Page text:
“As a threatened arid species, malleefowl symbolise a largely underrepresented group of research animal,” says Ms Cope.

Results from Ms Cope’s project – combined with the outcomes from extensive investigations already conducted by well-organised volunteer networks, and monitoring programs such as the Victorian Malleefowl Recovery Group – provide an invaluable basis to inform conservation managers about the best ways to manage malleefowl populations.

“Without rapid conservation activity, high post-colonial extinction rates will continue in the near future”, says Dr Bode. “Management has got to begin immediately, but unfortunately our understanding of these fragile species and ecosystems is currently very limited.

“By synthesising data on populations and ecosystem dynamics, and on the prior performance of management alternatives, conservation managers can quickly identify and discard ineffective interventions, and focus on the most cost-effective suite of actions,” says Dr Bode.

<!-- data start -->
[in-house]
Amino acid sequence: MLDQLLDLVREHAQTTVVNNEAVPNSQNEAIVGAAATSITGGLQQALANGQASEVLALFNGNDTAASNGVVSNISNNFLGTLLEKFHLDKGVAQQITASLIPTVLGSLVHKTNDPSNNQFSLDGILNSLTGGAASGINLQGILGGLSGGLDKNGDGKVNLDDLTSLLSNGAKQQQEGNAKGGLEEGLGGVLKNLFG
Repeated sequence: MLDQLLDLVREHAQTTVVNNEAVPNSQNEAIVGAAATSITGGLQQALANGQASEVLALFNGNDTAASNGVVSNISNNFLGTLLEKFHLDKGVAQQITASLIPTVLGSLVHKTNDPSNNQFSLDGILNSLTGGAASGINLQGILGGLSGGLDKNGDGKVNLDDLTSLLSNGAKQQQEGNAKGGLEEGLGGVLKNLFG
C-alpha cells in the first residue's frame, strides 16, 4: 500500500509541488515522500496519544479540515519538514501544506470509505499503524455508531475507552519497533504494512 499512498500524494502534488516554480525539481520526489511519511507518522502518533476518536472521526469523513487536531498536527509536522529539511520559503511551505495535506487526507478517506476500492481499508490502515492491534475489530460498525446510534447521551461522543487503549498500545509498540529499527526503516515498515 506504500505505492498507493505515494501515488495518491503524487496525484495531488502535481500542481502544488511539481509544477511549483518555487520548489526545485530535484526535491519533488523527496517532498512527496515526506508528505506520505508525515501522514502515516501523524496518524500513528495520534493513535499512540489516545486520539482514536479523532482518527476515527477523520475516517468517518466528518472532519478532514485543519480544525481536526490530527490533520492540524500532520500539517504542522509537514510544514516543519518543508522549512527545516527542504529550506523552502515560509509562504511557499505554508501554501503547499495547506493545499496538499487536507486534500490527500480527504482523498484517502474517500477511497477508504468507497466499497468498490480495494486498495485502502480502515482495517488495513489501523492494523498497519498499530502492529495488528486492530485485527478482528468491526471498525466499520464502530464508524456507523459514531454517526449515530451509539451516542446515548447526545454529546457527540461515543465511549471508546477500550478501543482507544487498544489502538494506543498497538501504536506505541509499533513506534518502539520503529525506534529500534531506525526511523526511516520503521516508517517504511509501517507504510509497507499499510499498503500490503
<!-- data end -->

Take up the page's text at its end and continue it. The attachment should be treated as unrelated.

“The trick is to act immediately, and design early management actions as experiments. That way the benefits of early intervention are reaped at the same time as knowledge of the best action is gained.”

/    www.botany.unimelb.edu.au

Supporting parents of troubled teens

Annie Rahilly looks at a new program raising mental health awareness in parents of teens.


Growing up is hard to do – not just for children emerging into their teens but for the parents and carers accompanying them on this roller-coaster experience.